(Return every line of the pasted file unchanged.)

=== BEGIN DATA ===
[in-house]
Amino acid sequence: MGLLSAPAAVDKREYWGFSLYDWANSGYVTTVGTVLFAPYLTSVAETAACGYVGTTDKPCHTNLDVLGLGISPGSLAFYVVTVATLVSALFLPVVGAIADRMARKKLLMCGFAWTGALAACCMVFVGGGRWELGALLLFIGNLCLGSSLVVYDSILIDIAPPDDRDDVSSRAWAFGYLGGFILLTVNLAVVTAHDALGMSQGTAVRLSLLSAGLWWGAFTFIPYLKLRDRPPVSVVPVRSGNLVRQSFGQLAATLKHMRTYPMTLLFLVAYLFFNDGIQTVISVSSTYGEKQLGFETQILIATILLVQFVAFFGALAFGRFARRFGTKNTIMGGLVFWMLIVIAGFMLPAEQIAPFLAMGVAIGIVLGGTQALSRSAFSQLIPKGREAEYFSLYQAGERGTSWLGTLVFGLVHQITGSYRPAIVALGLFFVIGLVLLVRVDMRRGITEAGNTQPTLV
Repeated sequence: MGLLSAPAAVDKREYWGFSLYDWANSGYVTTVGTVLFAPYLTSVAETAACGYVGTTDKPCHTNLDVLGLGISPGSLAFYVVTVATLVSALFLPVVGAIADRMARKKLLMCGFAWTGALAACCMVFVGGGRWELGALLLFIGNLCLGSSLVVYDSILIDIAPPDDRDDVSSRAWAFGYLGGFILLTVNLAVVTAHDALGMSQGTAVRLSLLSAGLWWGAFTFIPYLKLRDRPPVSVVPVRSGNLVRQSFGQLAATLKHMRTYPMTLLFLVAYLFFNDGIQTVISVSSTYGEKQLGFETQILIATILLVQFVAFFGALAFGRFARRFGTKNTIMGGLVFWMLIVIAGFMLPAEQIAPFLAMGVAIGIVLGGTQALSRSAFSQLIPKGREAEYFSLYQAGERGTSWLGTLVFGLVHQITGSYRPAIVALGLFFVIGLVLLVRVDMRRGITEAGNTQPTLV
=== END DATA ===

[in-house]
Amino acid sequence: MGLLSAPAAVDKREYWGFSLYDWANSGYVTTVGTVLFAPYLTSVAETAACGYVGTTDKPCHTNLDVLGLGISPGSLAFYVVTVATLVSALFLPVVGAIADRMARKKLLMCGFAWTGALAACCMVFVGGGRWELGALLLFIGNLCLGSSLVVYDSILIDIAPPDDRDDVSSRAWAFGYLGGFILLTVNLAVVTAHDALGMSQGTAVRLSLLSAGLWWGAFTFIPYLKLRDRPPVSVVPVRSGNLVRQSFGQLAATLKHMRTYPMTLLFLVAYLFFNDGIQTVISVSSTYGEKQLGFETQILIATILLVQFVAFFGALAFGRFARRFGTKNTIMGGLVFWMLIVIAGFMLPAEQIAPFLAMGVAIGIVLGGTQALSRSAFSQLIPKGREAEYFSLYQAGERGTSWLGTLVFGLVHQITGSYRPAIVALGLFFVIGLVLLVRVDMRRGITEAGNTQPTLV
Repeated sequence: MGLLSAPAAVDKREYWGFSLYDWANSGYVTTVGTVLFAPYLTSVAETAACGYVGTTDKPCHTNLDVLGLGISPGSLAFYVVTVATLVSALFLPVVGAIADRMARKKLLMCGFAWTGALAACCMVFVGGGRWELGALLLFIGNLCLGSSLVVYDSILIDIAPPDDRDDVSSRAWAFGYLGGFILLTVNLAVVTAHDALGMSQGTAVRLSLLSAGLWWGAFTFIPYLKLRDRPPVSVVPVRSGNLVRQSFGQLAATLKHMRTYPMTLLFLVAYLFFNDGIQTVISVSSTYGEKQLGFETQILIATILLVQFVAFFGALAFGRFARRFGTKNTIMGGLVFWMLIVIAGFMLPAEQIAPFLAMGVAIGIVLGGTQALSRSAFSQLIPKGREAEYFSLYQAGERGTSWLGTLVFGLVHQITGSYRPAIVALGLFFVIGLVLLVRVDMRRGITEAGNTQPTLV